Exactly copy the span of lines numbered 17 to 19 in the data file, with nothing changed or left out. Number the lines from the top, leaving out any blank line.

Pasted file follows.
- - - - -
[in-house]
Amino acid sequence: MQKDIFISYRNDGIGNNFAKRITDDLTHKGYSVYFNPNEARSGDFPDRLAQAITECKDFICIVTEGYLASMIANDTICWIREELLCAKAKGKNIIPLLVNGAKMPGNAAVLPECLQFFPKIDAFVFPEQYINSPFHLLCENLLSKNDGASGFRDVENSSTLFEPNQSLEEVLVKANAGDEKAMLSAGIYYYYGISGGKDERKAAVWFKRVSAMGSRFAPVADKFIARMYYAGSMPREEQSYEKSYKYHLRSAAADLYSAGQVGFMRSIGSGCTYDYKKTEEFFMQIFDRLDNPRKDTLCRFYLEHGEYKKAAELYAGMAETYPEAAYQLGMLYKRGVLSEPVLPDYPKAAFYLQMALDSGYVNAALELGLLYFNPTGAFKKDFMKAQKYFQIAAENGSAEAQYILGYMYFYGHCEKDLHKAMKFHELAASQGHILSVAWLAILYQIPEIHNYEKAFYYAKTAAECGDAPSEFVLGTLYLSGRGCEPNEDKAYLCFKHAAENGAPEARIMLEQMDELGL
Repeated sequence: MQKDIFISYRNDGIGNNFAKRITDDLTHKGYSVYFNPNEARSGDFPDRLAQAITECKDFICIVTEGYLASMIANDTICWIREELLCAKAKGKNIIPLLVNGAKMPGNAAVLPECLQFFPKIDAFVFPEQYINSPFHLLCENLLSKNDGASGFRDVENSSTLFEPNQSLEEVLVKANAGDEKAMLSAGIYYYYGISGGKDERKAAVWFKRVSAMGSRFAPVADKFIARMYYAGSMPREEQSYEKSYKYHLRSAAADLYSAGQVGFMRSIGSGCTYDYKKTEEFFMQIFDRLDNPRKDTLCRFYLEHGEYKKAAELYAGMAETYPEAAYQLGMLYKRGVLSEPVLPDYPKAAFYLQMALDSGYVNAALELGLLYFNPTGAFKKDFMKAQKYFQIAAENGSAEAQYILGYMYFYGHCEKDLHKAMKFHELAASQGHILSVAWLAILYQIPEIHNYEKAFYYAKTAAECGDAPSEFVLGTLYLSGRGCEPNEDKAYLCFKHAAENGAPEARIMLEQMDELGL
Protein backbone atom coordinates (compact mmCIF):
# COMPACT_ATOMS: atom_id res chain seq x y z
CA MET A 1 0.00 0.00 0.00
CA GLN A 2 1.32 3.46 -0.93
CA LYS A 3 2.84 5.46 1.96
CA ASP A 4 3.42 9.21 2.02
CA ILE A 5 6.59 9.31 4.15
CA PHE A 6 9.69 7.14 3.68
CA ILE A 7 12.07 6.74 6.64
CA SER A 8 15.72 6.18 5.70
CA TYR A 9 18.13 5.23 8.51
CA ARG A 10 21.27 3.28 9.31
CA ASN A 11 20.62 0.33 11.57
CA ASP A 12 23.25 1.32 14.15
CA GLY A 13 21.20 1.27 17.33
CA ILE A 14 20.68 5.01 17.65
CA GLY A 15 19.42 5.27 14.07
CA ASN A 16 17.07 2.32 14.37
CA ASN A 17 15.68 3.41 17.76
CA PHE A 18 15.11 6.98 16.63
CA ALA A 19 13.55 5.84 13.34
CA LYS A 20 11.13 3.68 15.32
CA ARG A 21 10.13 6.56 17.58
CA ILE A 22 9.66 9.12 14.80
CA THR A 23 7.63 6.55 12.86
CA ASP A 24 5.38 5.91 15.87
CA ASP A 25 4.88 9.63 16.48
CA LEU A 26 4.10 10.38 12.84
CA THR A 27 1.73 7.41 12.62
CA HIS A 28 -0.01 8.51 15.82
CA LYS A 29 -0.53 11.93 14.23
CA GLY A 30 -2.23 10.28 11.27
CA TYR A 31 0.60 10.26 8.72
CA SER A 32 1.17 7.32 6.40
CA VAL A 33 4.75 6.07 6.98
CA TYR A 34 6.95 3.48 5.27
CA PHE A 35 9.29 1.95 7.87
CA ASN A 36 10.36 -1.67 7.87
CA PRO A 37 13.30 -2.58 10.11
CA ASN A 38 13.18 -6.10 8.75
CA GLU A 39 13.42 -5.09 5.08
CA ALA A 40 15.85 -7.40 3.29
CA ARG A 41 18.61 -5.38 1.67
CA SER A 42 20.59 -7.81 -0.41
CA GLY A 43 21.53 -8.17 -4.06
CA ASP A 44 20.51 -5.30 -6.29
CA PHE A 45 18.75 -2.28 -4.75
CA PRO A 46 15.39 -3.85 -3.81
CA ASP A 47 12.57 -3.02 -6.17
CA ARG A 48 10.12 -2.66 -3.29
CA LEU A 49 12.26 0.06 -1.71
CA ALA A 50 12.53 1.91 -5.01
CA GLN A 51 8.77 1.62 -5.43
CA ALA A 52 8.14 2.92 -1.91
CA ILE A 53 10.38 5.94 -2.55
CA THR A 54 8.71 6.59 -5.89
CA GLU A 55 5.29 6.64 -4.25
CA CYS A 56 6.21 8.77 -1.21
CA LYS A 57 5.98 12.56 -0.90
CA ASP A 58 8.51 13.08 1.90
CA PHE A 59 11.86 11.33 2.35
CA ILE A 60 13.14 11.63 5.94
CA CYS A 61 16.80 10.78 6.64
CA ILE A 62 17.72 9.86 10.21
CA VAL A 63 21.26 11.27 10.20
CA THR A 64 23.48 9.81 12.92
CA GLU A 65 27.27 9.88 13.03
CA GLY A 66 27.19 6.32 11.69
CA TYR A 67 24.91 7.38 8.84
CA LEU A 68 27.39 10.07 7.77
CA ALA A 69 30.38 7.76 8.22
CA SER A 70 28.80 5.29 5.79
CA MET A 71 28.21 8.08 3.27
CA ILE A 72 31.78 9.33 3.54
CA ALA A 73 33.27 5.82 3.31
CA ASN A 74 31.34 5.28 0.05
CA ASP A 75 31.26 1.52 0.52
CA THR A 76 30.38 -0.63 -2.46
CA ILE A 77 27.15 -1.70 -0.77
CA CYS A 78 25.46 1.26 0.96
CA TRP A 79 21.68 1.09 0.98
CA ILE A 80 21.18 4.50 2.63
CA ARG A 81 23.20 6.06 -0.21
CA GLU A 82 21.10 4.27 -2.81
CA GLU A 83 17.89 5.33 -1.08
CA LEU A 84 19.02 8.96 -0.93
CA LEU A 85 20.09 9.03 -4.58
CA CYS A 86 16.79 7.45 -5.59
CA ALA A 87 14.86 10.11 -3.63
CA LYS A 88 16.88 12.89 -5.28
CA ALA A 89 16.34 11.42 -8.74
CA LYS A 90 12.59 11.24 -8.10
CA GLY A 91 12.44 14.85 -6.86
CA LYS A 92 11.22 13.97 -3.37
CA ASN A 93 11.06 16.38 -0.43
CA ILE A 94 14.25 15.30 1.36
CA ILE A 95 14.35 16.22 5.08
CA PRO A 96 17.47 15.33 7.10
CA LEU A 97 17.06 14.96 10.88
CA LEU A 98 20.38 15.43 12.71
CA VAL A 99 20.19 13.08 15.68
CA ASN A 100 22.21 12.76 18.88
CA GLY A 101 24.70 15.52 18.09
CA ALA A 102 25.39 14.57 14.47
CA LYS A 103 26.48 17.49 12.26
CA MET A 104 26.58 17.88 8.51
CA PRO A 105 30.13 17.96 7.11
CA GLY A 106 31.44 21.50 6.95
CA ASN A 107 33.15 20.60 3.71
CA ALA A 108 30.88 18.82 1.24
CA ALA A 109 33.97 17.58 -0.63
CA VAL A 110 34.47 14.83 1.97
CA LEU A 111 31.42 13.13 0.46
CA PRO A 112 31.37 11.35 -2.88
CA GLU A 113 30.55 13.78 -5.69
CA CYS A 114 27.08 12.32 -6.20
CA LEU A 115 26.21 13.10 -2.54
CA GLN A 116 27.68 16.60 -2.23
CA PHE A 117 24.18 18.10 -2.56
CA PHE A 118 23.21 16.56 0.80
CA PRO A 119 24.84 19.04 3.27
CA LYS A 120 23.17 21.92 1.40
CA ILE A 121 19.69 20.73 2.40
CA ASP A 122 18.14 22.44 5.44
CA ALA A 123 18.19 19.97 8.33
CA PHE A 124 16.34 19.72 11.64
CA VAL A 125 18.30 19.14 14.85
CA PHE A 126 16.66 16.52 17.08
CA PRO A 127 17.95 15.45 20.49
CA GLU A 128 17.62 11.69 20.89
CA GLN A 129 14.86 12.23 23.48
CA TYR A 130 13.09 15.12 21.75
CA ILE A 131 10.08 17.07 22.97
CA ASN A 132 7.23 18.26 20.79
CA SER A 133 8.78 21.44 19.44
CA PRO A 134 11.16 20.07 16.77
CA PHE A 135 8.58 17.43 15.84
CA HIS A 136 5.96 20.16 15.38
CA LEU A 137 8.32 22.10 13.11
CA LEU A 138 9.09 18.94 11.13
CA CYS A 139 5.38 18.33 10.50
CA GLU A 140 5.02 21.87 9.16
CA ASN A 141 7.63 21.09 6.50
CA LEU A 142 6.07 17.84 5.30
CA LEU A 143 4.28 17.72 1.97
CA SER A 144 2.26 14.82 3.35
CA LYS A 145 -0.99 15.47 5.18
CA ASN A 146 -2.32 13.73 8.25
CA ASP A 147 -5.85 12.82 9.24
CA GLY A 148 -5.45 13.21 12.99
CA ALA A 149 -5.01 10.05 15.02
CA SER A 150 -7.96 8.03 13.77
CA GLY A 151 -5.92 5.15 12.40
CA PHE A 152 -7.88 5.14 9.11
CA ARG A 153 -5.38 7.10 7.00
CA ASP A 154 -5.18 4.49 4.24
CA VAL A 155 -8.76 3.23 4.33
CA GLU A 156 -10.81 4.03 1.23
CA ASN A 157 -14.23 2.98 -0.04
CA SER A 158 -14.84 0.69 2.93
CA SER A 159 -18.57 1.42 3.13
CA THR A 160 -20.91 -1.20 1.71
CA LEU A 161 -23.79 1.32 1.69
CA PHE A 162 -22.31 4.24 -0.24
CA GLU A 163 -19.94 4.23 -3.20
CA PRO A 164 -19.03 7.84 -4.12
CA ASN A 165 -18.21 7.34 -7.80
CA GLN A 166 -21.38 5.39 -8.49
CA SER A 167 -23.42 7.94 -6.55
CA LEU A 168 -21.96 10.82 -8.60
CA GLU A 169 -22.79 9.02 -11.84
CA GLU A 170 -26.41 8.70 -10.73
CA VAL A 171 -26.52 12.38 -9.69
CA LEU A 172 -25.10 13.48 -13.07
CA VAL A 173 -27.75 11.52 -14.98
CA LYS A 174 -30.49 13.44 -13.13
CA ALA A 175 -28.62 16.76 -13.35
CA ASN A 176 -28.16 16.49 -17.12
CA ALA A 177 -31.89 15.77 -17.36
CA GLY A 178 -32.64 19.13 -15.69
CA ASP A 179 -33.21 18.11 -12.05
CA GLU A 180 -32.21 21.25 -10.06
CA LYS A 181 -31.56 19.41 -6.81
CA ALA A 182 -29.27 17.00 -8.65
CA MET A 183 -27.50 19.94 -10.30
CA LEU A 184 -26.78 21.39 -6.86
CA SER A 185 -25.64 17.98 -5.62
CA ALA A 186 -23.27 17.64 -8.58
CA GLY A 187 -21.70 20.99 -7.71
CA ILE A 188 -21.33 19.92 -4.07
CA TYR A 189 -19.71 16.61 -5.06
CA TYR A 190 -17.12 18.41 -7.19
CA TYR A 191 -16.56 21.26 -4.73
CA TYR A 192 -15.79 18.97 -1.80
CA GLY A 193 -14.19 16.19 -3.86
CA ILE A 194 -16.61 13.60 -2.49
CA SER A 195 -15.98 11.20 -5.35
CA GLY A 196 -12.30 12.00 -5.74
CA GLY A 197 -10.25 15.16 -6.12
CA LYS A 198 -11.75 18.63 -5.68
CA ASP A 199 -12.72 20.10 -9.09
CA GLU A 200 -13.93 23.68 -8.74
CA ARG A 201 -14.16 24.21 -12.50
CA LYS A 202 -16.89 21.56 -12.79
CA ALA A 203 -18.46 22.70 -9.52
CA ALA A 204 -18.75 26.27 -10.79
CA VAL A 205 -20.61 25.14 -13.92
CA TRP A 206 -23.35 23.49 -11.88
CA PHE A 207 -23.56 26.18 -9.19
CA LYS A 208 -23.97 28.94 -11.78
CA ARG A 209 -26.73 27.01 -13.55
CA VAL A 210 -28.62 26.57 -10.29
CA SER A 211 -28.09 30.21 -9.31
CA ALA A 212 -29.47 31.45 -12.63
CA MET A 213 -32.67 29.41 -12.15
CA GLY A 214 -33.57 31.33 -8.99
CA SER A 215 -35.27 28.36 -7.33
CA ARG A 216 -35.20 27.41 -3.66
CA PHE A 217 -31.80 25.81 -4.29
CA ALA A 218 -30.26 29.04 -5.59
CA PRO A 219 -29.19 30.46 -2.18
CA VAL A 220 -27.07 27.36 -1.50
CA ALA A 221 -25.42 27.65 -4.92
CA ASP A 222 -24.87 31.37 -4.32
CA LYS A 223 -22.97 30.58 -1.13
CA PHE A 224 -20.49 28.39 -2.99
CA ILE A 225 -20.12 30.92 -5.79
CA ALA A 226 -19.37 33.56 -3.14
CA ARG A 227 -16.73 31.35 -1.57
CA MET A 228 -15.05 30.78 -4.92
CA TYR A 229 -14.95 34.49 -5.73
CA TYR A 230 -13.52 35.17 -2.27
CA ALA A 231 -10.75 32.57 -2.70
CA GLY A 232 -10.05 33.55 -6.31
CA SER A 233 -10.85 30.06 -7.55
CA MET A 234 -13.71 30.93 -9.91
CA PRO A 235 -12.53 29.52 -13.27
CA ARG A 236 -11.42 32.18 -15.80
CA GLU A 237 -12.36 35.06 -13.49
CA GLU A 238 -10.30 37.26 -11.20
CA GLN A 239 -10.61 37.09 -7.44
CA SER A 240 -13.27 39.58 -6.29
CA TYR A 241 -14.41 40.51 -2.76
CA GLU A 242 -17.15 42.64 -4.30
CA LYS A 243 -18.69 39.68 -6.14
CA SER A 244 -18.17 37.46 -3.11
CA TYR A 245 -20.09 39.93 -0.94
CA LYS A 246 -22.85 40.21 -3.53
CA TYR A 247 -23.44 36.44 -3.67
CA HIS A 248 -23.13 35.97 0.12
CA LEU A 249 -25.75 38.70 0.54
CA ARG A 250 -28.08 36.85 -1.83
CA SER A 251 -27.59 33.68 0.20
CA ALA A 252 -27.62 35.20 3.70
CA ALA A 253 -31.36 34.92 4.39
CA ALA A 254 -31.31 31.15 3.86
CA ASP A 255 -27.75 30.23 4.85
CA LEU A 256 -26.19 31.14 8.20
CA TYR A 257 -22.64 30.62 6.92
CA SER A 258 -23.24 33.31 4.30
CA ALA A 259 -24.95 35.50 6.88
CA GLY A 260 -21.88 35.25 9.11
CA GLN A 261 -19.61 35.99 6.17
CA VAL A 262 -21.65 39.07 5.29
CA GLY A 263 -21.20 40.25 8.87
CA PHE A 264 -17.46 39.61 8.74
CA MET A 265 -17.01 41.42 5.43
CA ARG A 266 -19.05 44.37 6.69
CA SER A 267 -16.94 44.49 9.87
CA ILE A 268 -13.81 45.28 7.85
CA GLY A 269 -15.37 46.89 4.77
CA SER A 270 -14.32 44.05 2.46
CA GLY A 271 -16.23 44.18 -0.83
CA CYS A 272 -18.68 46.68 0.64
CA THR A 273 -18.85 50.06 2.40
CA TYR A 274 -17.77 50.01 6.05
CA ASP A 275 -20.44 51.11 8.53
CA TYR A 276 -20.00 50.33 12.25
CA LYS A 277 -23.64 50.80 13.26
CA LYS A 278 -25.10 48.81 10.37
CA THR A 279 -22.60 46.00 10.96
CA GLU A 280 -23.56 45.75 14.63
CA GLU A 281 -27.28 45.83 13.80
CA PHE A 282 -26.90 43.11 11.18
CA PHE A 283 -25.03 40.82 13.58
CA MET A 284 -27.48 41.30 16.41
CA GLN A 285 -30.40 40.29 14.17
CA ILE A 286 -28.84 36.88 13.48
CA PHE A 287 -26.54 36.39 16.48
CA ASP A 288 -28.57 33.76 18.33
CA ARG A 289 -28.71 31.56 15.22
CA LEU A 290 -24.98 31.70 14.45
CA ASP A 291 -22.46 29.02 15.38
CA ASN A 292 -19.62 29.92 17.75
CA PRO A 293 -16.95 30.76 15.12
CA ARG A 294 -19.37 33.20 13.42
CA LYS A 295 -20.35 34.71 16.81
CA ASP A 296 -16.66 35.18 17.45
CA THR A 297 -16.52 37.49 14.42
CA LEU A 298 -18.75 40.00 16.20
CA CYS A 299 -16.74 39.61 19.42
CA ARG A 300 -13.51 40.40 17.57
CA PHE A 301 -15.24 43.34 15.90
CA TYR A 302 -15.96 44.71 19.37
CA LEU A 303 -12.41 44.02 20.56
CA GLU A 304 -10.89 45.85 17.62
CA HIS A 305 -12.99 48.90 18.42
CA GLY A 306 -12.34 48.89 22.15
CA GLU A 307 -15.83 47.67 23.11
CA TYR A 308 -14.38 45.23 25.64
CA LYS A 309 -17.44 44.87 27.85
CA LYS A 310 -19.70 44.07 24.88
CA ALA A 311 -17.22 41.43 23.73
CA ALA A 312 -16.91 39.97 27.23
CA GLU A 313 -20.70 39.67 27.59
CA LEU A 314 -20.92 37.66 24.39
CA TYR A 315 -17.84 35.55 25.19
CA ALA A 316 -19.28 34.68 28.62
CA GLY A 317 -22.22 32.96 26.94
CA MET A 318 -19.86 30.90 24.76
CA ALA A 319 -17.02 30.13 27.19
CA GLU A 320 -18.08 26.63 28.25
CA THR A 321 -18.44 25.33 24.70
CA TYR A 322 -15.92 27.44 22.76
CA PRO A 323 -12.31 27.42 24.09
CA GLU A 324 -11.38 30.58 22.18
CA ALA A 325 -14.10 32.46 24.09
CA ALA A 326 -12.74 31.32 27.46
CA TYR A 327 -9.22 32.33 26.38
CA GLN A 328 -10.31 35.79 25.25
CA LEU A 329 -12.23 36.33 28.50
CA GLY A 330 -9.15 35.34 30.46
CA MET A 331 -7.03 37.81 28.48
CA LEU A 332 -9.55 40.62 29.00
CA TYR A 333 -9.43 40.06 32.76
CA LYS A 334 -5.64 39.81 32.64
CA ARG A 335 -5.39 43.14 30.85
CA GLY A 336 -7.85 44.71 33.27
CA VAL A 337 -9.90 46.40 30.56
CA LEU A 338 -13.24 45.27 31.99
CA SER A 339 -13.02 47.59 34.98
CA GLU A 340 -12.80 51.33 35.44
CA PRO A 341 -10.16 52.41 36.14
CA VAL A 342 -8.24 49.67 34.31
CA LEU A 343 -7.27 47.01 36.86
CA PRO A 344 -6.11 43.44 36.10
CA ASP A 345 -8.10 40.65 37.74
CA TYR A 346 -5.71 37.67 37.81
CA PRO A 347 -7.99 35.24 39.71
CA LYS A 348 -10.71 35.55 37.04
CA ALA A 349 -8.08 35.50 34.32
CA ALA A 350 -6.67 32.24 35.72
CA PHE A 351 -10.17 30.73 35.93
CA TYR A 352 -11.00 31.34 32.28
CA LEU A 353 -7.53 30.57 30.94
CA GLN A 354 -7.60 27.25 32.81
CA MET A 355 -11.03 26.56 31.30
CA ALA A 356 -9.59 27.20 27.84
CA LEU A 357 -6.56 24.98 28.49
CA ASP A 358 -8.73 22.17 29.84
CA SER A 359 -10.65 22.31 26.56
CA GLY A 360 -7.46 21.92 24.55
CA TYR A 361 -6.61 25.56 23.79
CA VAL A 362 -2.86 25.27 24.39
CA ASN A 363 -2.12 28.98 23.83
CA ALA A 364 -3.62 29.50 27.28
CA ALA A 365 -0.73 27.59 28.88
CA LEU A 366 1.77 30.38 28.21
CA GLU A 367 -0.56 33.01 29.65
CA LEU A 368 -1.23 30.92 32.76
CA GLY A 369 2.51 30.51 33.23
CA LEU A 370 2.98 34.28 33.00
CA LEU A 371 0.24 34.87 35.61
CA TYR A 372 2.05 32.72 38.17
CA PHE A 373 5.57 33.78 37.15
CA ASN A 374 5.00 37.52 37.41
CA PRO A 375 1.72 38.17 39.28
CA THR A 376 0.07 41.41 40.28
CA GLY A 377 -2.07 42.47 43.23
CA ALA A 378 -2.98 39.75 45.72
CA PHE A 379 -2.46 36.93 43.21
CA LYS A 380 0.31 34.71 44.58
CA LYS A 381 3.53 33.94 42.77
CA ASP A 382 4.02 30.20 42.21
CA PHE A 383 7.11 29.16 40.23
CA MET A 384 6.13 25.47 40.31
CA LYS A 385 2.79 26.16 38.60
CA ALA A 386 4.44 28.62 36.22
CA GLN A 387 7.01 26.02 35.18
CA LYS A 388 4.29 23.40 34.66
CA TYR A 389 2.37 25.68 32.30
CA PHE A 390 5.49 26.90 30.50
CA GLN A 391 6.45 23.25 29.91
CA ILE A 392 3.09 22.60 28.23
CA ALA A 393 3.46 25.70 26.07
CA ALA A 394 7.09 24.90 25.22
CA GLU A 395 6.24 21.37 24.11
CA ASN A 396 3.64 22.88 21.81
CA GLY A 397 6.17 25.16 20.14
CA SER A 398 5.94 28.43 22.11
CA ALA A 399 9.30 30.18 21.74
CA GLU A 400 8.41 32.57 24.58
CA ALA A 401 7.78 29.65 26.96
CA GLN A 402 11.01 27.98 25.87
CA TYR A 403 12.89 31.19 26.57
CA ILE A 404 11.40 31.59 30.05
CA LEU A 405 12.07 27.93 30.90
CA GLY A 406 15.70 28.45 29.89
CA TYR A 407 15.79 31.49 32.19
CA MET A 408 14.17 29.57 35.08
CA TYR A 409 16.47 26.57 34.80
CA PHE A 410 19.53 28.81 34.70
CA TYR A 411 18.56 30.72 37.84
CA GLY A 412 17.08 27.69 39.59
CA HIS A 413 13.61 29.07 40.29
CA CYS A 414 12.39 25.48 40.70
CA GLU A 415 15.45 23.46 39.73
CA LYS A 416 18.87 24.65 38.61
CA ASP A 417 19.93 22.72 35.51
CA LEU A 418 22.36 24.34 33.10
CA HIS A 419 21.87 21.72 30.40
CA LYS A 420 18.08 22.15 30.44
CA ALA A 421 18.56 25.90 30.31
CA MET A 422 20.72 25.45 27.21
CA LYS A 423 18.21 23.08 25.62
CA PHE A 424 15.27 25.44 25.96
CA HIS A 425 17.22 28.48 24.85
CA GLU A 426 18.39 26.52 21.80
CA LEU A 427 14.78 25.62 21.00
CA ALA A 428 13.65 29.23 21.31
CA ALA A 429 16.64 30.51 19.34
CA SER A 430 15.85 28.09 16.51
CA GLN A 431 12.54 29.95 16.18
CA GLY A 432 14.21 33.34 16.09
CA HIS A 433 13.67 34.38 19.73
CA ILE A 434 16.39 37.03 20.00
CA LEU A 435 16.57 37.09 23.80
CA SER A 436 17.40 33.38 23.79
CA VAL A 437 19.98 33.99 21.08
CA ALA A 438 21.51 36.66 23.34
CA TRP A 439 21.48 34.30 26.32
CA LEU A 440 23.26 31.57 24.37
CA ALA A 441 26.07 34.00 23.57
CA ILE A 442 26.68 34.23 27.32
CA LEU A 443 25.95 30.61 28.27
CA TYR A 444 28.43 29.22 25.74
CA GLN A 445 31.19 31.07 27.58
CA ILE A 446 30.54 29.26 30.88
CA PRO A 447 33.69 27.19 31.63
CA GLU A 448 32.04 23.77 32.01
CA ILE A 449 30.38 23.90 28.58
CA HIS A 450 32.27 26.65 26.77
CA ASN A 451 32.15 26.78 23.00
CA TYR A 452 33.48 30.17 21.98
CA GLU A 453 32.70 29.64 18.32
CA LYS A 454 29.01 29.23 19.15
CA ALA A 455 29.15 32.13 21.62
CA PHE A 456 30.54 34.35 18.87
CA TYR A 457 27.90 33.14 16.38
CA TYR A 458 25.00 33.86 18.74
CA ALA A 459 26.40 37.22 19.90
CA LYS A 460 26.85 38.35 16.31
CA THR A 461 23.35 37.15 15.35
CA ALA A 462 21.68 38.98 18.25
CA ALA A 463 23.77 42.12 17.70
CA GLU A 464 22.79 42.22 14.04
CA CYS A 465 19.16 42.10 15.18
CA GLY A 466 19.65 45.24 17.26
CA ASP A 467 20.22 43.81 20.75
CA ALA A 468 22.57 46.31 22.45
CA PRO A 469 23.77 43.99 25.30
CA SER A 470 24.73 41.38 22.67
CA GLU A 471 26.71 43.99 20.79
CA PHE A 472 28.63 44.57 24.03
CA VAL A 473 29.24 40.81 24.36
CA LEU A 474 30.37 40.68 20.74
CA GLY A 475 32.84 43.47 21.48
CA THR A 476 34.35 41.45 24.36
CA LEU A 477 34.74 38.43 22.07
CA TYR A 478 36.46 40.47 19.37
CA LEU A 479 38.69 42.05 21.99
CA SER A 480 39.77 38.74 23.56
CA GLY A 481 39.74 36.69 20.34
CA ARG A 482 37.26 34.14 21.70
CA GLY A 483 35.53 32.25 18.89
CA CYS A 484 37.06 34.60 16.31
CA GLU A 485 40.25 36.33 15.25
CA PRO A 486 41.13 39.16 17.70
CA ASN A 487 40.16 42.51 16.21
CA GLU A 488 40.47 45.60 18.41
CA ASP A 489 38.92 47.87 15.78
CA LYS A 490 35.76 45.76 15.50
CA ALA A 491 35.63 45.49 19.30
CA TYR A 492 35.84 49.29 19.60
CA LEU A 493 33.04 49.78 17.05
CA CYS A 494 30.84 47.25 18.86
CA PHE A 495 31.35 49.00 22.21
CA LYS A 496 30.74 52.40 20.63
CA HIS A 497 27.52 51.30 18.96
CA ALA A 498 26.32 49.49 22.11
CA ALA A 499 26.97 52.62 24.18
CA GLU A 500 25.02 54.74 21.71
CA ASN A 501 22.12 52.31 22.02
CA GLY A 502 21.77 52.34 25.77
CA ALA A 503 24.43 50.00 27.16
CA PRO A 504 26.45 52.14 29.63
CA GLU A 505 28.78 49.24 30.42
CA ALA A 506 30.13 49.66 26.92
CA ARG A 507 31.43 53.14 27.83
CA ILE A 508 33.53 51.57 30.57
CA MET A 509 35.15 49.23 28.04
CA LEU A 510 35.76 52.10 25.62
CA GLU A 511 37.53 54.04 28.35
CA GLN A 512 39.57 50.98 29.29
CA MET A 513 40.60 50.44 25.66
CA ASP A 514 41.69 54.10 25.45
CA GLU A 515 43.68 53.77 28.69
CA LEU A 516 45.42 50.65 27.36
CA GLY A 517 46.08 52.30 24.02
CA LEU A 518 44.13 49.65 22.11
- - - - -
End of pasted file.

CA ASP A 12 23.25 1.32 14.15
CA GLY A 13 21.20 1.27 17.33
CA ILE A 14 20.68 5.01 17.65